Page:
Over the past century, populations of shellfish on the East Coast—particularly of the native Eastern oyster—have declined to a fraction of their previous numbers due to overharvesting, water pollution, disease, and habitat destruction.
But there is hope for the hardy Eastern oyster. In New York Harbor, oysters—grown in cages on the seafloor and suspended from docks—are thriving, part of an effort to restore the once-abundant bivalves to the waters of America’s most populous city. Similar oyster restoration efforts are advancing in the Chesapeake Bay, Florida, Louisiana, New Jersey, North Carolina, South Carolina, and Texas.
Oysters, like corals, are foundational species of coastal environments. Foundational species dominate an ecosystem, determine the range of other species found there, and direct how energy moves through the environment.
Healthy oyster populations convey major benefits, such as improving water quality, enriching adjacent habitats, providing food for other marine wildlife, protecting shorelines—a focus of Pew’s conservation efforts in recent years—and bolstering commercial and recreational fishing.
And on Aug. 8, Connecticut began implementing a strategic plan to restore and expand its native marine shellfish populations.
The Connecticut Shellfish Restoration Guide provides science-based, well-tested techniques to help oyster farmers, state and local officials, academic institutions, and others involved in restoration efforts increase shellfish and fish populations, improve water quality, strengthen coastal habitats, and stabilize shorelines.
One component of the guide is the CT Shellfish Restoration Map Viewer, an online, interactive mapping tool released in 2021. Previously, without a central, comprehensive habitat map to work from, oyster restoration practitioners had insufficient information from which to choose sites effectively, and state and local agencies had a hard time properly evaluating shellfish restoration projects. That led to approval and permit delays, among other problems. The viewer helps users identify the best locations for siting shellfish restoration projects.
As Tessa Getchis, an aquaculture specialist at Connecticut Sea Grant, told Pew last August, “The tool focuses on habitat suitability—what makes a place optimal, suitable, or unsuitable for shellfish to grow. This type of resource is at the cutting edge of shellfish restoration planning.”
Connecticut’s recipe for restoring oysters
The guide—produced by Connecticut Sea Grant, the Connecticut Department of Agriculture, and the Connecticut Department of Energy and Environmental Protection (DEEP) under a federal Conservation Innovation Grant, with input from numerous organizations, including Pew—builds upon the state’s Shellfish Initiative, a 2016 plan for growing its commercial and recreational shellfisheries. That initiative recognized shellfish restoration as a key avenue for safeguarding Connecticut’s wild population as well as its recreationally and commercially harvested shellfish. Members of the shellfish industry identified several opportunities to better align their aquaculture activities with restoration, ideas that are now reflected in the guide.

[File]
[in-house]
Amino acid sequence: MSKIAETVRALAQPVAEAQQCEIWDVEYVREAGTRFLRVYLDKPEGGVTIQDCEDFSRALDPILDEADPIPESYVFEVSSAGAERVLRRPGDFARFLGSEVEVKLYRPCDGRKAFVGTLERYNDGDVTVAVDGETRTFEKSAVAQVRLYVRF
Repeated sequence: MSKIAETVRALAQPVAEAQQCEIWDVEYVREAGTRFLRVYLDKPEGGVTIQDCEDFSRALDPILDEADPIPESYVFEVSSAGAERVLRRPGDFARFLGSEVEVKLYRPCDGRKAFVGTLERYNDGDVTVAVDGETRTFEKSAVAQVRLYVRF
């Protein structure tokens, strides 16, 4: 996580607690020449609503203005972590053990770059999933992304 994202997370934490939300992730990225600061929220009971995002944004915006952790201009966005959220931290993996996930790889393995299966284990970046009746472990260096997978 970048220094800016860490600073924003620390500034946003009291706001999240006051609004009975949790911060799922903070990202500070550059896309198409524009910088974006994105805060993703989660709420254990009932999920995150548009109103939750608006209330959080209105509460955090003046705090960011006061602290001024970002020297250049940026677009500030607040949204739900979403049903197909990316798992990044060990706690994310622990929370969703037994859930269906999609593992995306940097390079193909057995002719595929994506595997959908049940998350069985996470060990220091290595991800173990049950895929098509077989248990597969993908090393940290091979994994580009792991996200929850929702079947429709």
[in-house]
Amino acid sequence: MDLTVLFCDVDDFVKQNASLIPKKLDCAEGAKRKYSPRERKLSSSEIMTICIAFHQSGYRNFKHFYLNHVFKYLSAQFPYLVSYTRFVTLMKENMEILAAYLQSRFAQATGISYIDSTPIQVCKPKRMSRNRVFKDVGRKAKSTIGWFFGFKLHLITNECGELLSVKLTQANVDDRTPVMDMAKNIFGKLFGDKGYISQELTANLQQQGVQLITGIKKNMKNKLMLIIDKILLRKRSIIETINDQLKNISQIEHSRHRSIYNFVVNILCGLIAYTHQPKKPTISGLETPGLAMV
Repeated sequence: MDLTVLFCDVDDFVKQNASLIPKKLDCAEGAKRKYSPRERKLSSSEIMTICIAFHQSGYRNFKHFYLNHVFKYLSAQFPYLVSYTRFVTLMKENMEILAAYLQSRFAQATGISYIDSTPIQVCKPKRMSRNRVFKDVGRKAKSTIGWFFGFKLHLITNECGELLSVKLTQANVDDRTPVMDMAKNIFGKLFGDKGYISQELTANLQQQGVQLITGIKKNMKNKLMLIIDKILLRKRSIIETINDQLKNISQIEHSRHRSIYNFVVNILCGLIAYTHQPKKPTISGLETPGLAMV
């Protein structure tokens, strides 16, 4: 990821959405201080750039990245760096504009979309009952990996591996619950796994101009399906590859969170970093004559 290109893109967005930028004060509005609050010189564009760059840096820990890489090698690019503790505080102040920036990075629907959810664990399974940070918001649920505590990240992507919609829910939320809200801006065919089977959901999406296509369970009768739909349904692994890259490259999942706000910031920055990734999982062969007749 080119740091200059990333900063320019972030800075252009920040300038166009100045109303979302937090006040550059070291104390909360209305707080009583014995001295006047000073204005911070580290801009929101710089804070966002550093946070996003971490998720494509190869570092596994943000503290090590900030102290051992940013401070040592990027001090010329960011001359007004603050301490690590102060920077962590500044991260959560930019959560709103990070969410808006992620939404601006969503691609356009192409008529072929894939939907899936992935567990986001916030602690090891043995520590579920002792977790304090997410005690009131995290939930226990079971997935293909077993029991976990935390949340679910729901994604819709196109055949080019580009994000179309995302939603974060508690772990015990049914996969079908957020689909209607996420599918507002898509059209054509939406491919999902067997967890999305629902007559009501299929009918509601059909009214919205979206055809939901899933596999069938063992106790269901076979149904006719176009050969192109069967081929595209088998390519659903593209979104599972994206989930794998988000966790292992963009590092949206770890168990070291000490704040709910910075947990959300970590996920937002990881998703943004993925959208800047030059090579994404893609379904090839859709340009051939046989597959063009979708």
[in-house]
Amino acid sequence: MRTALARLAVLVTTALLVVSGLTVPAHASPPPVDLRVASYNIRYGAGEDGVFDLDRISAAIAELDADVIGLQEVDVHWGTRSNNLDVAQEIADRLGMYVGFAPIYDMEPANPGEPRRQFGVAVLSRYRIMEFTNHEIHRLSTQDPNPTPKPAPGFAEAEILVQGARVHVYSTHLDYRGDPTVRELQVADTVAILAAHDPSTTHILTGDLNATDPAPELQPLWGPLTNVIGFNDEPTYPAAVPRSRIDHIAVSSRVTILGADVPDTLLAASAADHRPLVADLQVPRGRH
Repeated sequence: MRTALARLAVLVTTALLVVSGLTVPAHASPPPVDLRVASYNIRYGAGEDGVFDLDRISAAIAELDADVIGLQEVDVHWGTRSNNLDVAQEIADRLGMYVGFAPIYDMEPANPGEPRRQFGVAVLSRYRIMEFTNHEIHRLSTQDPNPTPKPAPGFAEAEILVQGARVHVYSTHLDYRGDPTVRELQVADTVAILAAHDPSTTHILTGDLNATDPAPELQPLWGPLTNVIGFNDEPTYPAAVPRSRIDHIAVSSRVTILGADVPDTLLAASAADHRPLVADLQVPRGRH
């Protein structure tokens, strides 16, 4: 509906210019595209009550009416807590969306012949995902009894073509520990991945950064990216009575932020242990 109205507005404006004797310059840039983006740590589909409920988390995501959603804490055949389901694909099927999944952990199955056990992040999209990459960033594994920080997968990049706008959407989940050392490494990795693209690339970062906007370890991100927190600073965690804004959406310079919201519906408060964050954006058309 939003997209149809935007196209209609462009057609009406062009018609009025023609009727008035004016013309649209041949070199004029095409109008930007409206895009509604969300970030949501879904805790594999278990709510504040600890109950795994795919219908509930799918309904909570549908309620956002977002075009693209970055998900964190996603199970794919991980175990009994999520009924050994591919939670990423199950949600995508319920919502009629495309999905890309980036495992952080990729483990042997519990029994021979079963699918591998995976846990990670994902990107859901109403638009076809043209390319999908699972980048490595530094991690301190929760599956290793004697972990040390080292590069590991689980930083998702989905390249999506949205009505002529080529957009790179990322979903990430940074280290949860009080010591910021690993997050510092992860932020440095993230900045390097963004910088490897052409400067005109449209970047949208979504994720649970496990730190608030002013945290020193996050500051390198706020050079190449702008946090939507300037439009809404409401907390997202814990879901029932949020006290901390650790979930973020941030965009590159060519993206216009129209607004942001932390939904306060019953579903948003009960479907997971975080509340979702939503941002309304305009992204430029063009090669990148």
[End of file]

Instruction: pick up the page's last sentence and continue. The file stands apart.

As David Carey, director of the Connecticut Department of Agriculture’s Bureau of Aquaculture, explained, “Connecticut’s shellfish industry understands better than most people that improving our state’s wild oyster populations is good for seafood businesses. That’s why oyster farmers and harvesters, along with other commercial fishermen, have supported the development of this guide from the start and stand to enjoy the benefits of it becoming reality.”
A difference on—and in—the water
In Connecticut and elsewhere, just creating a statewide plan can accelerate restoration because—if done right—it requires taking stock of how shellfish populations are faring, connecting stakeholders, and determining how to best benefit the natural environment and the people that rely on shellfish.
“One of the most visible outcomes of growing our state’s shellfish populations will be a cleaner, clearer Long Island Sound, thanks to the ability of shellfish to filter water and stabilize sediments,” said Thomas Morgart, state conservationist with USDA’s Natural Resources Conservation Service in Connecticut. “Improving our state’s water quality means a healthier coastal ecosystem as well as a better experience for people in our water.”
As implementation of the guide kicks off, Nutmeg State residents should notice changes, including new restoration projects along the coast and new oyster shell collection programs at local restaurants that will pass those shells on to restoration groups to make up the underlying material needed for healthy reefs. The hope is that baby oysters from these areas, which will be off-limits to harvesting, will disperse and enhance nearby commercially and recreationally harvested beds—a cycle that has played out in and around other states’ sanctuaries.
It’s clear that investments in green infrastructure, such as oyster reefs, can pay dividends to the public. Connecticut’s new shellfish restoration guide should result in healthier, cleaner waters—and a brighter future—for the state’s coastal communities.
Aaron Kornbluth is a senior officer and Zoe Yuki Goozner is a senior associate with The Pew Charitable Trusts’ conserving marine life in the United States project.